Happy Leap Year!
Finally. I mean, if this were a normal year, today would be March. And this is really the first snow storm we have had in Boston.
Ok, there was that one in October. On my wedding. But that was last year.
Same season, different year. No snow. What is going on New England?
Anyhow, my husband Artie loves snow.
This is him in heaven.
Unlike most inhabitants of planet earth, when it is cold, and dark, and everything feels dead, he is happy as as a clam.
Or a Lab.
I think happy as a Labrador Retriever is a more fitting description, considering his intense love and admiration for their unshakable optimism, fun-loving spirit, and extremely weather-proof coats.
My point is, the man loves him some snow.
So to mark the first official snow of each year, Artie and I go across the street to The Independent to celebrate, with Guinness and French onion soup.
Until today, we thought this year’s celebration might be postponed indefinitely.
I am a pretty big fan of the Indo’s cocktails, and their food has improved markedly over the past 4 years, since we moved to Union Square.
But my French onion soup still beats the pants off theirs.
The key to great French onion soup is browning the heck out of your onions, without burning them.
A heavy bottomed pot is essential for this.
And use really good chicken stock.
I realize that most people don’t make their own chicken stock, but if you occasionally do, and you have some in your freezer you are saving for a special occasion, this is the time to use it.
I save up roasted chicken carcasses in the freezer for stock (that sounds terrible, but it’s a really good idea)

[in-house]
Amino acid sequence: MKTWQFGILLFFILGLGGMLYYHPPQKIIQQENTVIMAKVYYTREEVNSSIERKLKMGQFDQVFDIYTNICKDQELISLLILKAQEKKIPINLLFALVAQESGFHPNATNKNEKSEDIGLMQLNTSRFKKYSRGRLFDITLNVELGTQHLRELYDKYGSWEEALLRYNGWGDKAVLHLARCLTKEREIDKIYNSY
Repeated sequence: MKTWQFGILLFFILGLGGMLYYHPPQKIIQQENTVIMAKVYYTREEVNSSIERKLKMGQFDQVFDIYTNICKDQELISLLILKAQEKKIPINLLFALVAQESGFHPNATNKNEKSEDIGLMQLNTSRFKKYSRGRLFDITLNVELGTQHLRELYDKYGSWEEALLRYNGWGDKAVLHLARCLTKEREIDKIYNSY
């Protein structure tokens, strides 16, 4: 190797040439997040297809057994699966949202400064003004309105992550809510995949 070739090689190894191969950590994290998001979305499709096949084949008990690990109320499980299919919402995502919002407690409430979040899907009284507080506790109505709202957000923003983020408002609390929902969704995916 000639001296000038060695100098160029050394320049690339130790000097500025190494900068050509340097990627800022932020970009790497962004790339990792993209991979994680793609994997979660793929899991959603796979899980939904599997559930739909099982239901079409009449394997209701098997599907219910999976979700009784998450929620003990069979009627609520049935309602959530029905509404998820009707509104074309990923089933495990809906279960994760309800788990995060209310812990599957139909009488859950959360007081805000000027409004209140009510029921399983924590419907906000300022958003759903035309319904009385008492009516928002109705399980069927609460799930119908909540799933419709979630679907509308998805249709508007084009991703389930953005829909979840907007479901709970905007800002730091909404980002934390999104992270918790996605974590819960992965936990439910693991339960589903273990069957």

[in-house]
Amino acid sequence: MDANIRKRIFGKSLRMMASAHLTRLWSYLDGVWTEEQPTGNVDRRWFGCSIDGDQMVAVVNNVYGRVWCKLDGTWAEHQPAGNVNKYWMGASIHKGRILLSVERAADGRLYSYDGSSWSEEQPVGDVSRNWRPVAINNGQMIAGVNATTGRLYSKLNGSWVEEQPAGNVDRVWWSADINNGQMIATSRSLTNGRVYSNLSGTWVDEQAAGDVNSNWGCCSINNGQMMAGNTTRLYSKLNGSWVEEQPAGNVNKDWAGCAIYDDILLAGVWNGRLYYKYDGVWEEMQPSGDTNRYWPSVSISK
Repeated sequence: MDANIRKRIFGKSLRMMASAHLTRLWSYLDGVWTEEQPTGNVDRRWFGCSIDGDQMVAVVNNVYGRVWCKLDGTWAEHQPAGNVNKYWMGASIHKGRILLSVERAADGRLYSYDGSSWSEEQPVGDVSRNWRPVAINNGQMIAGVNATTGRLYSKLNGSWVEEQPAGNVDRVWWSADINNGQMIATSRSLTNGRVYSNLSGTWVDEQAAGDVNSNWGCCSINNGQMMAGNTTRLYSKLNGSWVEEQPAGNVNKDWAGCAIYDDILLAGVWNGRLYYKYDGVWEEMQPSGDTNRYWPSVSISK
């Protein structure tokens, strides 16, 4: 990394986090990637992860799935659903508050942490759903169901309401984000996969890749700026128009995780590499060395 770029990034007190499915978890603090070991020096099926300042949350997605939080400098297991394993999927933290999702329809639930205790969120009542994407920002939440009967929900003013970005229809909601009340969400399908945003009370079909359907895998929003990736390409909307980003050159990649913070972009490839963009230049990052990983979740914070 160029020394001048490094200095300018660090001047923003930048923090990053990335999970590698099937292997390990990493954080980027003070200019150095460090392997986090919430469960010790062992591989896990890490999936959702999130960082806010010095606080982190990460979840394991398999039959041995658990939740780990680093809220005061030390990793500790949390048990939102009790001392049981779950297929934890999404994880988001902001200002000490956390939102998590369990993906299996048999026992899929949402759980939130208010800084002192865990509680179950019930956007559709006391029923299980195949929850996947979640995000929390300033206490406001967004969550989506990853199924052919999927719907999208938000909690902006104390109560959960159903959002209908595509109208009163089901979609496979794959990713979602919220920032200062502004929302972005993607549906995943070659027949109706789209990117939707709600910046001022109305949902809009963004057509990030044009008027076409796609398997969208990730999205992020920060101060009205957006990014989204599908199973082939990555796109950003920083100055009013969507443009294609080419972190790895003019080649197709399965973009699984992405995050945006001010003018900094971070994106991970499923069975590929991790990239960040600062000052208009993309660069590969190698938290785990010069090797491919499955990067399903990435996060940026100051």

If I don’t have any, I just ask the guys at the meat counter for a few pounds of chicken backs and necks – they are super cheap.
Throw them in a slow-cooker with some carrots, celery, onion or leek, and parnsips. Fresh parsley, thyme, and some black peppercorns. Cover it with water, and add a pinch of salt.
Cook it on high for 7 hours or so….and voila! Perfect chicken stock, and you aren’t stuck inside, chained to the stove.
Toss it in ice cube trays, and when they are frozen, pop them into Ziplock bags and grab what you need for soups, sauces, etc.
It’ll change your life. Or at least your soup. For the better.
I learned to make French onion soup in Culinary school, from J.J, a wonderful, sweet but stern, old-school French culinary instructor. He knows his stuff and I think of him every time I make this soup, which is often, in the chilly winter months.
He bakes his instead of broils it, which allows the flavors to concentrate and the croutons to soak up the delicious broth.
I’ve also found it to be less likely to set off your smoke detector.
You can switch the white wine for sherry, and add shallots, leeks or scallions to the mix, if you like. If you have an allium of any sorts in your fridge, toss it in.
Just remember to really brown those onions.
And top it with good toasted baguette and lot’s of gooey cheese.
Happy snow day everyone!
Here’s the recipe…
Adapted from Jean-Jacques Paimblanc
Soupe a L’Oignon Gratinee (Baked Onion Soup)
3 cups sliced onion
3 tablespoons flour
1/2 cup dry white wine
8 cups chicken or beef stock
1 bay leaf
1 baguette sliced into 1/2 inch rounds and toasted in a 400 degree oven for about 5 minutes.
8 ounces (about 2 cups) grated Gruyere or Comte cheese
salt and pepper to taste
1. In a large, heavy bottomed pot, melt the butter over medium heat and cook the onions until dark brown. This will take a good 20 minutes, and is essential to a richly flavored soup.
2. Sprinkle the flour over the onions and cook another 2 minutes.
3. Whisk in the wine and stock, and add the bay leaf.
4. Reduce heat and simmer for 30 minutes.
FINISHING THE SOUP
1. Set the oven at 450 degrees
2. Transfer the soup to an oven-proof casserole large enough to fit the soup
3. Top with the toasted baguette rounds and cover with cheese.
4. Place the casserole on a rimmed cookie sheet and bake for 20 minutes until browned and bubbling.